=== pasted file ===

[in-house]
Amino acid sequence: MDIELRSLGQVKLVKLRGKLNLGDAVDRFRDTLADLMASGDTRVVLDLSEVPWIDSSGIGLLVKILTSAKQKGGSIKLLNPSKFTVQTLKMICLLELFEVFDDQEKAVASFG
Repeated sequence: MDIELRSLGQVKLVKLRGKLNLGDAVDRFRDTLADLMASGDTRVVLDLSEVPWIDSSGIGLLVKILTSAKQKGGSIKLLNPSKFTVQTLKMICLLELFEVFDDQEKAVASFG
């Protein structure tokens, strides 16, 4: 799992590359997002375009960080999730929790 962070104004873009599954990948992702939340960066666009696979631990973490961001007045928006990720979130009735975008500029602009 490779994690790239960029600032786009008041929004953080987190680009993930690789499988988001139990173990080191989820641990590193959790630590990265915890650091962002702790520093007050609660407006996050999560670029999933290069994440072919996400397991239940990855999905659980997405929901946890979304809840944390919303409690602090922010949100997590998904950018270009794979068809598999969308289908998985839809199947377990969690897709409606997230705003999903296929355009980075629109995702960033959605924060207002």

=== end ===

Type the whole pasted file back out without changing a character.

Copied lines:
[in-house]
Amino acid sequence: MDIELRSLGQVKLVKLRGKLNLGDAVDRFRDTLADLMASGDTRVVLDLSEVPWIDSSGIGLLVKILTSAKQKGGSIKLLNPSKFTVQTLKMICLLELFEVFDDQEKAVASFG
Repeated sequence: MDIELRSLGQVKLVKLRGKLNLGDAVDRFRDTLADLMASGDTRVVLDLSEVPWIDSSGIGLLVKILTSAKQKGGSIKLLNPSKFTVQTLKMICLLELFEVFDDQEKAVASFG
């Protein structure tokens, strides 16, 4: 799992590359997002375009960080999730929790 962070104004873009599954990948992702939340960066666009696979631990973490961001007045928006990720979130009735975008500029602009 490779994690790239960029600032786009008041929004953080987190680009993930690789499988988001139990173990080191989820641990590193959790630590990265915890650091962002702790520093007050609660407006996050999560670029999933290069994440072919996400397991239940990855999905659980997405929901946890979304809840944390919303409690602090922010949100997590998904950018270009794979068809598999969308289908998985839809199947377990969690897709409606997230705003999903296929355009980075629109995702960033959605924060207002």